Prior to the lockdown in Lagos, Africa’s most populous city, the public restraining from general spaces due to the COVID-19 pandemic led to a revenue decline in the Nigerian cinema industry.
Information released by the Cinema Exhibitors Association of Nigeria (CEAN) showed that cinemas across Nigeria have been losing as much as 30 percent of their weekend revenues since January.
Giving a breakdown of the decline, Nigerian cinemas grossed N75.9 million between January 17 to 19 2020. However, the figure dropped by 20.8 percent (N60.1 million) by the first weekend of February. With reports of multiple cases of COVID-19 in Nigeria, the figures dwindled further to N54.9 million and as of the second weekend in March, stood at N45,283,647 million.
By the third week in March, the Coronavirus pandemic which had already taken its toll on the cinema industry forced outlets to shut down as both federal and state governments released curfews and lockdown protocols. Similarly, cinema distributors are experiencing great loss during this period as movies scheduled to premiere have been cancelled with no patronage or profit.
At a time when traditional cinemas and movie houses are at a loss, online streaming sites like Netflix are however profiting. Owing to the global lockdown with emphasis on social-distancing and self-isolation, countries with high cases of COVID-19 like the United States have seen an increase in the consumption of Netflix as well as a rise in subscription.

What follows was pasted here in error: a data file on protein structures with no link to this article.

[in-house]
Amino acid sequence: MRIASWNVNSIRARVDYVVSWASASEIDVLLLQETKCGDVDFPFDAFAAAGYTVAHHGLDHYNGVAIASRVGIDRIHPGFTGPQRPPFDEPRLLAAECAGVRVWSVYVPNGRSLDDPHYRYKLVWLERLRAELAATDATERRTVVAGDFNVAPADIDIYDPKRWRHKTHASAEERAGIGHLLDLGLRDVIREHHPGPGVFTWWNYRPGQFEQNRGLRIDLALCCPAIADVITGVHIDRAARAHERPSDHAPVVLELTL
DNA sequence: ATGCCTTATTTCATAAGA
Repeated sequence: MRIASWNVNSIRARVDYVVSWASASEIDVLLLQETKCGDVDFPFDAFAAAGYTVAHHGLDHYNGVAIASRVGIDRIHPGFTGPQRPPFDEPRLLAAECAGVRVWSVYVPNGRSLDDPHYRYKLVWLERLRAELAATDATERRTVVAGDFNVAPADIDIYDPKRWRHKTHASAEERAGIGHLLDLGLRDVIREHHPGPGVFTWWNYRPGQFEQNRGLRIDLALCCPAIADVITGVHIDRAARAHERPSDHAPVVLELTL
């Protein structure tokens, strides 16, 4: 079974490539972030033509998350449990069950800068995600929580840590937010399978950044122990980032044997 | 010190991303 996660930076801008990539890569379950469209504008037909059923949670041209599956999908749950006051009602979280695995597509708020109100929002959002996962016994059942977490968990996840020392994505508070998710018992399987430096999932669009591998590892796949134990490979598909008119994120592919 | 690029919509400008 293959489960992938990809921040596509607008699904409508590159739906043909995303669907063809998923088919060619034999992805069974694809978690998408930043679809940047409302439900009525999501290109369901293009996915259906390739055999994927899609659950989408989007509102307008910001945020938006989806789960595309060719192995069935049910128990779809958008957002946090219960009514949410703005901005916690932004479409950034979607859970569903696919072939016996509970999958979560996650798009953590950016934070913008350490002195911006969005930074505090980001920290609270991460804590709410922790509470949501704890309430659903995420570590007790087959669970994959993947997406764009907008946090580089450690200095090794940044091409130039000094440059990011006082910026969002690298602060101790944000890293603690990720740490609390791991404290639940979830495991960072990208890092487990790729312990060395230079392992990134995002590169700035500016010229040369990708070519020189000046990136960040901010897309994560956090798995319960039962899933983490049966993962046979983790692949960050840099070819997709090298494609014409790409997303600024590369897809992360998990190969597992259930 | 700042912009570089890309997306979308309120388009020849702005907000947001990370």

Although challenges that accompany lockdowns such as intense internet traffic are inevitable, global big tech platforms have developed strategies to keep their services up and running amid surging demand. “Given the crisis, we’ve developed a way to reduce Netflix’s traffic on telecommunications networks by 25 percent while also maintaining the quality of our service,” Netflix Vice-President of Content Delivery Ken Florance said.
Ken Florance stated that consumers “will continue to get the quality that comes with their plan – whether it’s Ultra-High, High or Standard Definition.” It is also expected that the company will provide significant relief to the congested network which would be deployed to African countries before the end of April 2020. Widening its reach during this global lockdown, Netflix has also gained a significant number of new subscribers from the African region.
Even though increased viewership does not translate to any immediate financial benefit for Netflix as it relies on its fixed monthly subscription revenue, it will make the streaming site a house-hold name and may mitigate long-term churn rates.
Notwithstanding, Nigerian cinemas across the country are advised not to write themselves up but to initiate a more creative way of engaging its audience. A precise online platform for the period of the COVID-19 pandemic should be created. The latest movies or blockbusters can be released on the site with an affordable payment module per watch.
In a period like such as this where self-isolating is mandatory to curb further spread of the coronavirus, Nigerian cinemas ought to capitalize on the internet and devise several operation templates to avoid additional revenue decline.